Aaron E. Sánchez
Office: 404 Humanities
Ph.D., Southern Methodist University
Aaron E. Sánchez is an intellectual and cultural historian of the U.S. Southwest, with a focus on the Chicana/o/x and Latina/o/x communities in the region. His monograph Homeland: Ethnic Mexican Belonging Since 1900 (University of Oklahoma Press, 2021) is a transnational interdisciplinary history of ethnic Mexican belonging that sits at the intersection of intellectual, cultural, and literary history. Through poetry, manifestos, novels, policy, and other sources, it shows how ethnic Mexicans deconstructed and reconstructed the “ideological architecture of human interconnectedness” in a century when the imaginative bonds that connected communities and individuals were being broken and remade across the world.
Sánchez's dissertation won the 2014 National Association for Chicana and Chicano Studies Tejas Foco Dissertation Award, a national award for best dissertation in Chicana/o studies on Texas. His research and reviews have been published in the Journal of the West, Aztlán: A Journal of Chicano Studies, the Pacific Historical Review, the Journal of the South, and others.
His current project, Elefantes in the Room: Mexican American Civil Rights Social Conservatism in the Twentieth Century and Beyond, explores modern Mexican American conservatism in the U.S. It will outline the development of “civil rights social conservatism,” a set of ideas that limited critiques of central institutions in American society in hopes of inclusion. Civil rights social conservatism influenced early groups like Order Sons of America, LULAC, and the American GI Forum until it was unhinged from civil rights during the Chicana/o Movement. It was found in the politics of “Brown capitalism” that transformed institutions like the Mexican American Unity Council (San Antonio), Chicanos Por la Causa (Tucson), and the East Los Angeles Community Union (LA). It was even found in the essays and politics of Richard Rodriguez. Civil rights social conservatism eventually found a ready home in the remaking of the conservative coalition that would define American politics in the post-1970s era.
In addition to his academic publications, Sánchez has written extensively for popular audiences, providing historical context and perspective on contemporary issues through a Latinx lens. His op-eds, essays, and articles have appeared in nationally acclaimed journalistic outlets like the Washington Post, Latino USA, NPR's Code Switch, Sojourners, Latino Rebels and the Texas Observer, among others. He was awarded the 2019 Award of Excellence from the ACP for best monthly column for his writing in Sojourners.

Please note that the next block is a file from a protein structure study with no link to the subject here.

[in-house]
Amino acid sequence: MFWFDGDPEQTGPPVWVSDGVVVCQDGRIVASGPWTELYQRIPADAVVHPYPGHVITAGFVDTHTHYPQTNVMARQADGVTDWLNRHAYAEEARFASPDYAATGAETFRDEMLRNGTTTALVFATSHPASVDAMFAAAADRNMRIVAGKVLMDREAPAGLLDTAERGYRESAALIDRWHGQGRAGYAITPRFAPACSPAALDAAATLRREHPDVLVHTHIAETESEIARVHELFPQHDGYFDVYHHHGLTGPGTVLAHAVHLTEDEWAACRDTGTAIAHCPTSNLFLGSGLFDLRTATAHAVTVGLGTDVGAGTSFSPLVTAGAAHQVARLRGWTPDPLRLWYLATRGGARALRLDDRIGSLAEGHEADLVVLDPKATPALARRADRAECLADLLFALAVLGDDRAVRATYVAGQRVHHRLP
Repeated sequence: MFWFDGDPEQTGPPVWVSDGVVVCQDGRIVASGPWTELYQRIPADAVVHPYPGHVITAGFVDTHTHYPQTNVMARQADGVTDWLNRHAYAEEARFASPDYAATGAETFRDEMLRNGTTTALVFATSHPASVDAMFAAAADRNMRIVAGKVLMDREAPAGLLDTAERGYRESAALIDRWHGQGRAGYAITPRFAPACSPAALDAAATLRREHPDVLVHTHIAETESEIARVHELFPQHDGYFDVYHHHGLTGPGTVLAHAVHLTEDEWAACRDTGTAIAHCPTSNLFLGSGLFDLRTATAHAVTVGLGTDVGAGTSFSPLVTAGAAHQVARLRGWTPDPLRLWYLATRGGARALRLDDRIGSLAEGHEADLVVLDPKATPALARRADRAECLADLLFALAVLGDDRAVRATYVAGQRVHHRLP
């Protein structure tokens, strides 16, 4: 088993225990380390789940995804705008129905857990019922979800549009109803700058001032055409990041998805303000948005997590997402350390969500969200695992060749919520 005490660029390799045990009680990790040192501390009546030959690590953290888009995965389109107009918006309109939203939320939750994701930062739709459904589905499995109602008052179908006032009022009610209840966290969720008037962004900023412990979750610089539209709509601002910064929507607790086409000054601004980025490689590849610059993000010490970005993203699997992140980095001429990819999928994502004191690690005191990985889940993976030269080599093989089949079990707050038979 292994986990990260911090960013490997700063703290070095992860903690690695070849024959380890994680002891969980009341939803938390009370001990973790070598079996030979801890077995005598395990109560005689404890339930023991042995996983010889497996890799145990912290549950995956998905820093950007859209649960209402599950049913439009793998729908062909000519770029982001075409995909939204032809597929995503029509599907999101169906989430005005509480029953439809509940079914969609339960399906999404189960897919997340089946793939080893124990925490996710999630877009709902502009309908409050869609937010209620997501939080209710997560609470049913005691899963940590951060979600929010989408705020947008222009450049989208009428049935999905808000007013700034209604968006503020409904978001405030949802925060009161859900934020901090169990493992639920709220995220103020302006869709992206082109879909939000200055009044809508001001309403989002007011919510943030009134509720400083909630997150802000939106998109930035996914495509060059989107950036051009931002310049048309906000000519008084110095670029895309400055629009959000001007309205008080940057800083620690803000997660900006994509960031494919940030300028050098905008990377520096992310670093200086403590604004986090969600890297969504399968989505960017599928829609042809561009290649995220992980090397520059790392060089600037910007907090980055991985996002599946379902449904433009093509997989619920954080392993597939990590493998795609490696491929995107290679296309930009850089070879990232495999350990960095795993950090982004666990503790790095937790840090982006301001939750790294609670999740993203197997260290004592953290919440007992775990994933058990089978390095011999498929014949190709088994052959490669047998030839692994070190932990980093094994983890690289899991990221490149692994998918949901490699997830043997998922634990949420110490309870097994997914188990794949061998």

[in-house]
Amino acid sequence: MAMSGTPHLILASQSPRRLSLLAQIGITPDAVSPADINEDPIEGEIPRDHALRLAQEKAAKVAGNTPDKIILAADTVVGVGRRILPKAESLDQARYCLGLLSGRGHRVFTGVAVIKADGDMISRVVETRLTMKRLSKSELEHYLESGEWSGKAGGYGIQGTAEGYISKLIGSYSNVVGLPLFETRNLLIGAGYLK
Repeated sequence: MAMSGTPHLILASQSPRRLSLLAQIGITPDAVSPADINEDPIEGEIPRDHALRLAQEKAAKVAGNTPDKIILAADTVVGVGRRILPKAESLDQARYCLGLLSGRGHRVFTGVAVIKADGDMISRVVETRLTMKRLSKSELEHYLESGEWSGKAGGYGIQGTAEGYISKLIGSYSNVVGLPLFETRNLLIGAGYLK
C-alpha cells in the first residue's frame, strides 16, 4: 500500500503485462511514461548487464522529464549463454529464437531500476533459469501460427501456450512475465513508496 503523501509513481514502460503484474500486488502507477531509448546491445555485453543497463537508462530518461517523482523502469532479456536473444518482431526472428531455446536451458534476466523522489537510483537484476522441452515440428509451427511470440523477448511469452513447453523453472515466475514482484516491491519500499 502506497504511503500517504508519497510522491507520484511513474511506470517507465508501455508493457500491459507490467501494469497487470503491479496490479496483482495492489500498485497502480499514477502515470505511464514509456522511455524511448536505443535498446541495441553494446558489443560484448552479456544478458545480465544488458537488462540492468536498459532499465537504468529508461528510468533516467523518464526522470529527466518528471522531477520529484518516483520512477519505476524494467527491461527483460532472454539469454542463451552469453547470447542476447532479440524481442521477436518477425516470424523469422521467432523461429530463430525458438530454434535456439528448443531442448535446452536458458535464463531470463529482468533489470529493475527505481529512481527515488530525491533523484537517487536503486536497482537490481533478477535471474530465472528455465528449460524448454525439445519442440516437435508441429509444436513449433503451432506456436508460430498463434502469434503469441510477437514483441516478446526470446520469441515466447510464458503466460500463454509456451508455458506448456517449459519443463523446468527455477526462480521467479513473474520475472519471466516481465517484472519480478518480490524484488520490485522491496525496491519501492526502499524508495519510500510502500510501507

Apart from being a professor and a writer, he is a happy husband, a proud father, an avid runner, and a dog-lover.
Homeland: Ethnic Mexican Belonging Since 1900
Ideas defer to no border—least of all the idea of belonging. So where does one belong,
and what does belonging even mean, when a border inscribes one's identity? This dilemma,
so critical to the ethnic Mexican community, is at the heart of Homeland, an intellectual, cultural, and literary history of belonging in ethnic Mexican thought
through the twentieth century.
Belonging, as Aaron E. Sánchez's sees it, is an interwoven collection of ideas that defines human connectedness and that shapes the contours of human responsibilities and our obligations to one another. In Homeland, Sánchez traces these ideas of belonging to their global, national, and local origins, and shows how they have transformed over time.
For pragmatic, ideological, and political reasons, ethnic Mexicans have adapted, adopted, and abandoned ideas about belonging as shifting conceptions of citizenship disrupted old and new ways of thinking about roots and shared identity around the globe. From the Mexican Revolution to the Chicano Movement, in Texas and across the nation, journalists, poets, lawyers, labor activists, and people from all walks of life have reworked or rejected citizenship as a concept that explained the responsibilities of people to the state and to one another. A wealth of sources—poems, plays, protests, editorials, and manifestos—demonstrate how ethnic Mexicans responded to changes in the legitimate means of belonging in the twentieth century. With competing ideas from both sides of the border they expressed how they viewed their position in the region, the nation, and the world—in ways that sometimes united and often divided the community.
A transnational history that reveals how ideas move across borders and between communities, Homeland offers welcome insight into the defining and changing concept of belonging in relation to citizenship. In the process, the book marks another step in a promising new direction for Mexican American intellectual history.